Now that half of all Millennials (born 1980-2000) have reached the magical 24-year-old consumer demographic, they are rapidly displacing Baby Boomers in buying power in probably every category except health care and retirement services. What this means for business is that from now on every day that you don't put Millennials first, you are losing customers.
I'm part of Generation X (born 1960-1980), and most of my professional career has been focused on marketing to Baby Boomers and their predecessors, the G.I. Generation, both formidable and diverse, but ultimately quite predictable from a marketing perspective. Of course, all human behavior is more predictable when your choices are limited to 1/10th or 1/1000th of what they are compared to the consumer choices Millennials have today.
As the largest generation in human history, Millennials are changing the way businesses engage with their customers. These digital natives have needs and desires like previous generations, but they see the world differently, they have different buying habits, and they have altogether different expectations when it comes to customer service and communications.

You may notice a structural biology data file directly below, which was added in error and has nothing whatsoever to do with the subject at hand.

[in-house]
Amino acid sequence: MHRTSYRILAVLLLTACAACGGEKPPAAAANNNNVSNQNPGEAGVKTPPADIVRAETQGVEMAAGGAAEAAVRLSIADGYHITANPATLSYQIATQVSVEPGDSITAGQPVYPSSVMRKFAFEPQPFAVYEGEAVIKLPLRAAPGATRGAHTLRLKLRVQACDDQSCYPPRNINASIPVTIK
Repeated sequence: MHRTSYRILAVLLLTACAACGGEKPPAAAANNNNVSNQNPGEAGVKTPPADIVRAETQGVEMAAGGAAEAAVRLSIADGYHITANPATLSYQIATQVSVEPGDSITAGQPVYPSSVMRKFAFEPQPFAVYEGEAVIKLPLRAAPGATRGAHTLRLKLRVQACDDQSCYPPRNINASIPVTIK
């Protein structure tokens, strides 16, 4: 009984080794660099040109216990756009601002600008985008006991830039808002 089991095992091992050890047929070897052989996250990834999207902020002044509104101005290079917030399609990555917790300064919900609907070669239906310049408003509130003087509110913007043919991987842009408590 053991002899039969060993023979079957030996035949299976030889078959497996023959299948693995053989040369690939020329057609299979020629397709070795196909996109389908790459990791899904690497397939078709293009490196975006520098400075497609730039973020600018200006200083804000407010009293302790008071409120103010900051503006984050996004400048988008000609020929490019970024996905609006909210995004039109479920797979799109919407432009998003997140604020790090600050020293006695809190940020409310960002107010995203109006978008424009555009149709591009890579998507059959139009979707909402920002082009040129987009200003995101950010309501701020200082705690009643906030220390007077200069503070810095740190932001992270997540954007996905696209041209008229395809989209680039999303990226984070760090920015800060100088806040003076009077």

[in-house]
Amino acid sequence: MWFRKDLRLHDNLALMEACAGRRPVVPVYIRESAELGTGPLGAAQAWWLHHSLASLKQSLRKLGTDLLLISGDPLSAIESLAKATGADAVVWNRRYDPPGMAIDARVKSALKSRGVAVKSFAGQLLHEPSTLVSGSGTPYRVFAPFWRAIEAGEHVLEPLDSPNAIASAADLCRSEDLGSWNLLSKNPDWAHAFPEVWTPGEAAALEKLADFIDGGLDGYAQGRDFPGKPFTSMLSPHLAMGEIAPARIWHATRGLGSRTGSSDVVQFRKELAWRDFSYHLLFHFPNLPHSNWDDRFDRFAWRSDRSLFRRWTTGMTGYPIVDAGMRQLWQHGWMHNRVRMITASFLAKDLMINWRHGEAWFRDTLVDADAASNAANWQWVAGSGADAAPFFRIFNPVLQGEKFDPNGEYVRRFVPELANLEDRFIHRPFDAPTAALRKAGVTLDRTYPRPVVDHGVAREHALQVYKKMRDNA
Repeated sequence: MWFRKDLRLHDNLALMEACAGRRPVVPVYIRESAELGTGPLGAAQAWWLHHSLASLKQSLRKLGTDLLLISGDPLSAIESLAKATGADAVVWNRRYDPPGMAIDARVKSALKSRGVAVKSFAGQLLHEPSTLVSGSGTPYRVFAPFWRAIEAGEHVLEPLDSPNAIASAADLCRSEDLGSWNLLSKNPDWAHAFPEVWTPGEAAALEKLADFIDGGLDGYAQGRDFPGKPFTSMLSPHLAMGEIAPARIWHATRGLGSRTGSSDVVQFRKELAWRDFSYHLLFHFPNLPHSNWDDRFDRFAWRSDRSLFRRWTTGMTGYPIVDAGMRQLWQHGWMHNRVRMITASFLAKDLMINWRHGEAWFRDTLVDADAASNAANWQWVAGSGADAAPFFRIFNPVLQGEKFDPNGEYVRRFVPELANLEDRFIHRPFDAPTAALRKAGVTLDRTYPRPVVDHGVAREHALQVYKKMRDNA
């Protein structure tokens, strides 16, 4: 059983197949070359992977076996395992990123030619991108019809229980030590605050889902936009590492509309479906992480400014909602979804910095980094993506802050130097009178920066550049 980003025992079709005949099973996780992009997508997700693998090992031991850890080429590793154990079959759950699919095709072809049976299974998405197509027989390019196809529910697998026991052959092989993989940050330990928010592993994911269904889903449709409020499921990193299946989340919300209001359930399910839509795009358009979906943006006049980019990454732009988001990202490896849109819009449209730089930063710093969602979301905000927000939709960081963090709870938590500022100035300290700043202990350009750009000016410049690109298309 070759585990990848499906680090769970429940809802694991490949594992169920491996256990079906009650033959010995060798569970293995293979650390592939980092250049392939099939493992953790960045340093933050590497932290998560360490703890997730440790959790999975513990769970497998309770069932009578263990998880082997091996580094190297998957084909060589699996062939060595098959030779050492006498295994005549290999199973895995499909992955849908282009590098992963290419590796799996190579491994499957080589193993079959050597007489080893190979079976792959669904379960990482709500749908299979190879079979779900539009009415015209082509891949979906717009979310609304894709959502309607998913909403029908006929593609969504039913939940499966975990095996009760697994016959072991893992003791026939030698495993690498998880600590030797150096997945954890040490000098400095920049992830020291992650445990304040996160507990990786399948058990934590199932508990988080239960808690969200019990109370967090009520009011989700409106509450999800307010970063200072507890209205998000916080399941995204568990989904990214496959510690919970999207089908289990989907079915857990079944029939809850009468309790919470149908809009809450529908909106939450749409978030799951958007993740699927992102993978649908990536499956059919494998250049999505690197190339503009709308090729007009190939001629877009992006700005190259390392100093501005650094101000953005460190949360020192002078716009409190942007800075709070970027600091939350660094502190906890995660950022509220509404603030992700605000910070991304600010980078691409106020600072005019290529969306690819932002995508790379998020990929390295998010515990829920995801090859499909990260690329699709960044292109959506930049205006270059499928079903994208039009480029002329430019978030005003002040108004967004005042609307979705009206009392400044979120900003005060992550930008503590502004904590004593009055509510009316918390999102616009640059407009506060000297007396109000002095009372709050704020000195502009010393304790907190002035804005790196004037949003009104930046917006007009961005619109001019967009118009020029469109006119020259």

Moderator Joe Staples, chief marketing officer for Interactive Intelligence, apologized to the seven 20-something consumers perched in director's chairs on the main stage for the Millennials panel at Interactions. "We threw you into this bucket, this Millenials bucket," Joe said. "I mean it was like we got you from a zoo. We told them (the audience) we're going to have Millennials here so, Ooooh! Let's see what they look like!"
In truth, Millennials are every bit as diverse and complex as previous generations, but being digital natives, there are some shared characteristics and common behaviors among Millennials that every business should take into account, especially marketing, operations and customer service.
10 THINGS YOU SHOULD KNOW:
1.) Millennials don’t really make a distinction between shopping in a physical store and shopping online. To them it’s just shopping.
Among the seven Millennial panelists, the ratio of online shopping to in-store shopping varied — one said she thought it was about 50/50, another said she preferred to shop in-store, but still made about 30 percent of her purchases online. They all check prices online before making any purchase.